Change is in the air. United recently made a rather nasty change to its loyalty program. Almost simultaneously, Alaska Saver fare and Lifetime status changes. While some of these changes are negative, there are positive ones, too.
Alaska Airlines Mileage Plan is one of the most rewarding programs in the U.S., as it is one of the few that still awards miles based on miles flown rather than dollars spent. HawaiianMiles is the other that immediately comes to mind. However, Alaska Air is unmatched in its Saver Fare benefits. After all, they allow you to earn miles and elite qualifications (EQMs – Hawaiian doesn’t), and you can bring a carry-on. Outside of that, though, Alaska Save does come with the following restrictions:
- No advanced seat assignments – assigned at check-in
- Refunds aren’t allowed after 24 hours
- No changes or standby allowed, even for elites
- Refunds won’t be issued, even for no-shows
- Cannot be transferred or combined with other fares
But, of course, things are changing.
Alaska Saver Fare and Lifetime Status Changes
Alaska Saver Fare and lifetime status changes are coming. Since I already went over Alaska’s Saver fare, let’s go over what the changes are, some of which are negative and several that are positive. Those negative changes revolve around earnings. Specifically, you’ll only earn 30% redeemable and elite qualification miles for miles flown. The other changes, though, are surprisingly positive:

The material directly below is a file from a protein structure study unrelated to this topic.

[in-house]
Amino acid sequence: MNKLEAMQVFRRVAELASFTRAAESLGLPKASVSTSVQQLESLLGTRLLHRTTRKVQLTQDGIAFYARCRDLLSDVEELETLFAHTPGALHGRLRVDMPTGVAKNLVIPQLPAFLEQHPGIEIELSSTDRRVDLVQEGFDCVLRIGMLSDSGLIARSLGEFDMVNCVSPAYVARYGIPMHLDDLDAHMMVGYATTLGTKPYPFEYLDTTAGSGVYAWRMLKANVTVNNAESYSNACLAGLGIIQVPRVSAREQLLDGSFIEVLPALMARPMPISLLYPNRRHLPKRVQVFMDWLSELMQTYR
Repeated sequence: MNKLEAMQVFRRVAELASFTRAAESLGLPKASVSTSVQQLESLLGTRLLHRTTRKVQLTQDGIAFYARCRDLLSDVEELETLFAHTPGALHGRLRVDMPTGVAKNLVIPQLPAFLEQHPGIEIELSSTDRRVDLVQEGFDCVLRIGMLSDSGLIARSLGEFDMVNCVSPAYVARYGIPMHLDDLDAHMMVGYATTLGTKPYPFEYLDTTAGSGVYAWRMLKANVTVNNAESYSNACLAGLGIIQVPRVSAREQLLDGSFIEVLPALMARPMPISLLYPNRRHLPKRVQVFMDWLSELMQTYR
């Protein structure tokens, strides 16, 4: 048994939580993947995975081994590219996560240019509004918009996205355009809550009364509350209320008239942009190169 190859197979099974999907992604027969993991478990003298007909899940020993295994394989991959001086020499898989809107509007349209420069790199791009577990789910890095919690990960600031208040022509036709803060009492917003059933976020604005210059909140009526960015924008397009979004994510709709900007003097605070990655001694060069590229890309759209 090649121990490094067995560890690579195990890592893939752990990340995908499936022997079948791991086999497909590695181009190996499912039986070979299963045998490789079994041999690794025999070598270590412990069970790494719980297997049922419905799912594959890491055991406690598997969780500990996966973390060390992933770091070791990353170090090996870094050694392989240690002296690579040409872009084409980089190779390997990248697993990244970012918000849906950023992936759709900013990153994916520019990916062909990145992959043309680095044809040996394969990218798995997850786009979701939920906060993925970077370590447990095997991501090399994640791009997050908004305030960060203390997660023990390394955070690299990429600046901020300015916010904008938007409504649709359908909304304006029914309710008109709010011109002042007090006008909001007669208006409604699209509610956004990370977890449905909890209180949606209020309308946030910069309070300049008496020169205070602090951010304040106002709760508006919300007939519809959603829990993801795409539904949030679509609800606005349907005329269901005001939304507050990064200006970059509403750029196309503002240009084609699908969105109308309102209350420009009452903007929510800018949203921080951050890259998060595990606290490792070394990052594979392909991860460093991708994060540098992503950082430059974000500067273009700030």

- Refunds: flights canceled 14 or more days before your flight will receive 50% of your fare credited to your Alaska account, while you’ll get 100% of taxes and fees refunded. However, flights canceled within 14 days will continue to get nothing back.
- Upgrades: elite members flying on a Saver fare will be eligible for upgrades and will be added to the upgrade list two hours before departure. That’s great but means there’s no chance you’ll get upgraded on busy/popular routes.
These changes become effective for flights flown on July 19, 2023, though the refund change became active on May 22, 2023, for flights flown on or after July 19.
Lifetime Status Changes
Last year, Alaska Air had a Mileage Plan town hall. At the end, they had a Q&A session that ended up fielding questions from a particularly pissed-off Lifetime Elite member that felt that Alaska isn’t doing enough for them. As uncomfortable as that was, even for those of us watching remotely, it appears that Alaska executives took the man’s complaints to heart.
- Mileage Boost: million milers will start the year with 20,000 EQMs, while two-million milers will start with 40,000 EQMs, allowing them an easier path to an earned status for the year.
- Share Status: lifetime elite members can share their status with their household members, whether that be their lifetime status or their earned status for the year.
- Upgrade Priority: to help lifetime elites get upgrades, they’ll get top priority within their elite upgrade tier. For example, a million miler lifetime elite member will receive top priority among MVP Golds but comes after Gold 75k and Gold 100k.
- Recognition: Alaska is taking steps to improve recognition of lifetime elites at all touchpoints, whether that be on the phone, at the airport, or on the plane.
Alaska Saver Fare and Lifetime Status Changes, Final Thoughts
Typically, when we hear about loyalty program changes, they’re usually negative. So it’s nice to see that of the Alaska Save Fare and Lifetime Status changes, most of them are actually positive. Sure, the hugely reduced earning rates are a bummer, but I highly doubt many elites were flying Saver, anyway. Personally, I don’t even fly Saver because of the restrictions. And the reduced earning rate is just another reason not to. But, again, if you do fly Saver, there’s a lot to like about the changes.